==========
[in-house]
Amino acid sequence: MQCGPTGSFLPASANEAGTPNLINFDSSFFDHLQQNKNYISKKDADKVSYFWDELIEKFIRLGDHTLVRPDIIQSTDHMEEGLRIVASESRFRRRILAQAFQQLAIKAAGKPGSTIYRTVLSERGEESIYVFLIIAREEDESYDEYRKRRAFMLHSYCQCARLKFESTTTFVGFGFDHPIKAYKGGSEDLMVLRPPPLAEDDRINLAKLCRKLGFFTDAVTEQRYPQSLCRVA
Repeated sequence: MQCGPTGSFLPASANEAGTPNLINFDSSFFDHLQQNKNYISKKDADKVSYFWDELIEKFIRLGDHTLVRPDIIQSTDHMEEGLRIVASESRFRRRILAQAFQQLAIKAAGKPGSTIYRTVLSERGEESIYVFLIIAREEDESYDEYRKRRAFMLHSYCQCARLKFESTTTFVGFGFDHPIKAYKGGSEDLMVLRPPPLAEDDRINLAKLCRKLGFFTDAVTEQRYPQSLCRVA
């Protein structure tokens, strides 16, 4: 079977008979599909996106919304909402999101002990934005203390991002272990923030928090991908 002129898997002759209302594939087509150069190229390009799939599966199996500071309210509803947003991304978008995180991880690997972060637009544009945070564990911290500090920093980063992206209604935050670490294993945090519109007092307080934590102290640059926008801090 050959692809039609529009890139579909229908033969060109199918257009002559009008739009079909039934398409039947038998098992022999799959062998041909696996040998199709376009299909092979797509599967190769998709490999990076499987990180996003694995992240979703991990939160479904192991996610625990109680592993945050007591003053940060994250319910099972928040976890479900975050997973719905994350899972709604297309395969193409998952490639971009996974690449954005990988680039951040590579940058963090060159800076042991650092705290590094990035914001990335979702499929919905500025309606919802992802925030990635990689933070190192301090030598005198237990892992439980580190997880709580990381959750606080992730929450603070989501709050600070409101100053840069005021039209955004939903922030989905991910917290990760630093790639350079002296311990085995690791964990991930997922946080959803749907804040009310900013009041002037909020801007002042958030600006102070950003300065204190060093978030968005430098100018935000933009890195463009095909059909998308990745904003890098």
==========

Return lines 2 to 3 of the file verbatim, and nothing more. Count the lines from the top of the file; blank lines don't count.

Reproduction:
Amino acid sequence: MQCGPTGSFLPASANEAGTPNLINFDSSFFDHLQQNKNYISKKDADKVSYFWDELIEKFIRLGDHTLVRPDIIQSTDHMEEGLRIVASESRFRRRILAQAFQQLAIKAAGKPGSTIYRTVLSERGEESIYVFLIIAREEDESYDEYRKRRAFMLHSYCQCARLKFESTTTFVGFGFDHPIKAYKGGSEDLMVLRPPPLAEDDRINLAKLCRKLGFFTDAVTEQRYPQSLCRVA
Repeated sequence: MQCGPTGSFLPASANEAGTPNLINFDSSFFDHLQQNKNYISKKDADKVSYFWDELIEKFIRLGDHTLVRPDIIQSTDHMEEGLRIVASESRFRRRILAQAFQQLAIKAAGKPGSTIYRTVLSERGEESIYVFLIIAREEDESYDEYRKRRAFMLHSYCQCARLKFESTTTFVGFGFDHPIKAYKGGSEDLMVLRPPPLAEDDRINLAKLCRKLGFFTDAVTEQRYPQSLCRVA